Protracted walkout at KBS, MBC drags down viewership, ad revenue
Owen Park, Sept. 18, 2017, 9:40 a.m.
The massive walkout at Korea's two public broadcasters, which has entered its third week, has caused viewership ratings to decline amid program cancellations and advertisers to start flocking to other networks, data showed Monday.
"Infinite Challenge," a popular variety show on MBC, has aired reruns of previous episodes for the last two weeks, with ratings, surveyed by Nielsen Korea, dropping to 3.8 percent on Saturday from 9.2 percent on Sept. 2 before the strike.
Protesters at KBS and MBC, South Korea's two major networks, gather at Gwanghwamun Plaza in Seoul on Sept. 8, 2017, to demand the management step down.
It's the same story with other programs.
The network's Sunday singing competition show "King of Mask Singer" has suffered a major setback to its ratings as well. The normal two installments, which aired on Sept. 3, recorded 6.6 percent and 10.3 percent, but the figure crashed to 5.8 percent yesterday.
On Sunday, KBS 2 TV's "Happy Sunday" also aired the replay of previous episodes, garnering a rating of 8.3 percent. It recorded 12.8 percent on Sept. 10 when it was broadcast normally.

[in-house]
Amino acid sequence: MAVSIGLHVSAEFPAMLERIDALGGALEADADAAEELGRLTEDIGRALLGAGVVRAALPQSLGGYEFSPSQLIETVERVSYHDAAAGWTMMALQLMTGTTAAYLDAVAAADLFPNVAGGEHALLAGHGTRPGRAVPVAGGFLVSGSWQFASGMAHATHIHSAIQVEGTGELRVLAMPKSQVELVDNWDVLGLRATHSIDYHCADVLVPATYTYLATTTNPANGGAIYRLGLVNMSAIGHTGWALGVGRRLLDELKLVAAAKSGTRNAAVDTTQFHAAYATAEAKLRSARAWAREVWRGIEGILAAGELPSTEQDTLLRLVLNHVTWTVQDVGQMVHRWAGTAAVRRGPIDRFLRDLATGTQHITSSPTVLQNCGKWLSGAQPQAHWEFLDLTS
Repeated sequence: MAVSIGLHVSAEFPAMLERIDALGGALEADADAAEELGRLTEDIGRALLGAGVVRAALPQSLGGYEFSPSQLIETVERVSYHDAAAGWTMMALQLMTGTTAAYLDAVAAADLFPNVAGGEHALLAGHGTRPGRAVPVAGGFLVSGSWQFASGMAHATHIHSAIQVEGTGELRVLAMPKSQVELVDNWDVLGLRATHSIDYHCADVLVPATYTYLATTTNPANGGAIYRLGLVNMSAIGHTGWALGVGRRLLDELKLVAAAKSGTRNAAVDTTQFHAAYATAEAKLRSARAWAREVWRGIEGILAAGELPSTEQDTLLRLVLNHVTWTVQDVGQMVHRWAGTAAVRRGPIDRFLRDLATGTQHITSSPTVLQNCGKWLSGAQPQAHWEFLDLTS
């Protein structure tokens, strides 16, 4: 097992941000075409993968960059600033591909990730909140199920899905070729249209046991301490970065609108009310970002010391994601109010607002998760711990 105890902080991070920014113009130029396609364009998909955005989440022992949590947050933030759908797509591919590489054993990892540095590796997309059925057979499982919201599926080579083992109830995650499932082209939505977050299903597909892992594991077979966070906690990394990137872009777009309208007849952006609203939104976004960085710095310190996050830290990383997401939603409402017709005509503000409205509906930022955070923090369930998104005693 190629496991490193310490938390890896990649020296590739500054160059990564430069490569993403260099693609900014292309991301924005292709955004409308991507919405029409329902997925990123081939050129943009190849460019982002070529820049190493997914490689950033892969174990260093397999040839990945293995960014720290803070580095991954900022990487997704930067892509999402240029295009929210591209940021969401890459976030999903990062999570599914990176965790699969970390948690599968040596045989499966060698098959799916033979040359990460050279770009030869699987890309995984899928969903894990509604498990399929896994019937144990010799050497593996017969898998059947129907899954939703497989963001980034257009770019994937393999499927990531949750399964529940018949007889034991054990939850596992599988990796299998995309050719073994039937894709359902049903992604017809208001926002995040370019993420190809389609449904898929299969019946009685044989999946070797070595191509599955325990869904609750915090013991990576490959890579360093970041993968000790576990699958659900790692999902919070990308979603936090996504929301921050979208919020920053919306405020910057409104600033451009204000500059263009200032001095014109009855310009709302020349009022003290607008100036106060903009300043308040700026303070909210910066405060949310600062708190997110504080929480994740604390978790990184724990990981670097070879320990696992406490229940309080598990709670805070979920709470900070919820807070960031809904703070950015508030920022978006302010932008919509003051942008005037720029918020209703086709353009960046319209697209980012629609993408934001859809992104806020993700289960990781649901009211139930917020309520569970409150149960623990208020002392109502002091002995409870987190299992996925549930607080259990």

Thousands of labor unionists at both networks have started a sit-in since Sept. 4, calling for their management to step down for allegedly meddling in news coverage and engaging in unfair labor practices.
The prolonged operational disruptions placed the rival network SBS on a relative advantage.
"Running Man," the network's popular variety show, has seen its ratings rise to 5.9 percent and 8.2 percent for its two installments on Sunday. Two weeks ago, it earned 4.8-7.7 percent.
Union members at MBC protest in front of the president's office on Sept. 4, 2017.
Total National Multimedia Statistics (TNMS), a Seoul-based data company on viewership, said the dropping ratings of some of the country's most popular variety shows reflect the fact that the repeat of past episodes is clearly failing South Korean viewers and that it will be challenging for the networks to retain viewers for much longer.
To make matters worse, the unit cost of advertisement has been dropping: prime time ad cost stands at only 80 percent of that in a normal circumstance, according to the Korea Broadcast Advertising Corp. As viewership ratings continue to sag, ad losses will inevitably be aggravated.
Meanwhile, CJ E&M and Nielsen Korea stopped issuing the weekly Content Power Index (CPI) report as they can't collect data amid program cancellations.
The index measures the level of popularity and influence on consumer behavior of all entertainment TV programs aired on major territorial networks and cable channels during prime time.